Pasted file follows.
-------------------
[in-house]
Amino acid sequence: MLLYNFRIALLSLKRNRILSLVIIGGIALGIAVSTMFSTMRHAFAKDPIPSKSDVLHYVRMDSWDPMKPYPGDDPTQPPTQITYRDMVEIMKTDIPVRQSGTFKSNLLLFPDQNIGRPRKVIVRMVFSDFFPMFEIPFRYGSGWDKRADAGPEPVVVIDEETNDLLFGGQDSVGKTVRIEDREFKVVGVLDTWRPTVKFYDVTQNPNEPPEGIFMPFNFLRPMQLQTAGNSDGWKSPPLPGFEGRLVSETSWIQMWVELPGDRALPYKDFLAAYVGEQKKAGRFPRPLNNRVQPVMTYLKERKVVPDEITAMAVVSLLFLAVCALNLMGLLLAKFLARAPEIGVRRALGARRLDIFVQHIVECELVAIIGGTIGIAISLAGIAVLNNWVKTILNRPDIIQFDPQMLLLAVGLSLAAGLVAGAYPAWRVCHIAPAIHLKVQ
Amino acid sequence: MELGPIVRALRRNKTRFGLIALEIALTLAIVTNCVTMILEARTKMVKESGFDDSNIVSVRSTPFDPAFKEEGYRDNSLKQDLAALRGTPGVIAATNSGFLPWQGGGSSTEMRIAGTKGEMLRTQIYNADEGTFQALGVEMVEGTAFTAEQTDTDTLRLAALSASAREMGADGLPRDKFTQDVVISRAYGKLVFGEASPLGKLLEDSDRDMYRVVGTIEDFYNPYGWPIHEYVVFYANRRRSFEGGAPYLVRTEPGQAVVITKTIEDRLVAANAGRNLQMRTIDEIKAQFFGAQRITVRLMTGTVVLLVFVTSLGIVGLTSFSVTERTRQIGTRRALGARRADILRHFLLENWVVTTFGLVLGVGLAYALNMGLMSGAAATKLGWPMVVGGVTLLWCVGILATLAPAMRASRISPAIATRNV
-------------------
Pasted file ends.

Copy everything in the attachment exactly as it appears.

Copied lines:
[in-house]
Amino acid sequence: MLLYNFRIALLSLKRNRILSLVIIGGIALGIAVSTMFSTMRHAFAKDPIPSKSDVLHYVRMDSWDPMKPYPGDDPTQPPTQITYRDMVEIMKTDIPVRQSGTFKSNLLLFPDQNIGRPRKVIVRMVFSDFFPMFEIPFRYGSGWDKRADAGPEPVVVIDEETNDLLFGGQDSVGKTVRIEDREFKVVGVLDTWRPTVKFYDVTQNPNEPPEGIFMPFNFLRPMQLQTAGNSDGWKSPPLPGFEGRLVSETSWIQMWVELPGDRALPYKDFLAAYVGEQKKAGRFPRPLNNRVQPVMTYLKERKVVPDEITAMAVVSLLFLAVCALNLMGLLLAKFLARAPEIGVRRALGARRLDIFVQHIVECELVAIIGGTIGIAISLAGIAVLNNWVKTILNRPDIIQFDPQMLLLAVGLSLAAGLVAGAYPAWRVCHIAPAIHLKVQ
Amino acid sequence: MELGPIVRALRRNKTRFGLIALEIALTLAIVTNCVTMILEARTKMVKESGFDDSNIVSVRSTPFDPAFKEEGYRDNSLKQDLAALRGTPGVIAATNSGFLPWQGGGSSTEMRIAGTKGEMLRTQIYNADEGTFQALGVEMVEGTAFTAEQTDTDTLRLAALSASAREMGADGLPRDKFTQDVVISRAYGKLVFGEASPLGKLLEDSDRDMYRVVGTIEDFYNPYGWPIHEYVVFYANRRRSFEGGAPYLVRTEPGQAVVITKTIEDRLVAANAGRNLQMRTIDEIKAQFFGAQRITVRLMTGTVVLLVFVTSLGIVGLTSFSVTERTRQIGTRRALGARRADILRHFLLENWVVTTFGLVLGVGLAYALNMGLMSGAAATKLGWPMVVGGVTLLWCVGILATLAPAMRASRISPAIATRNV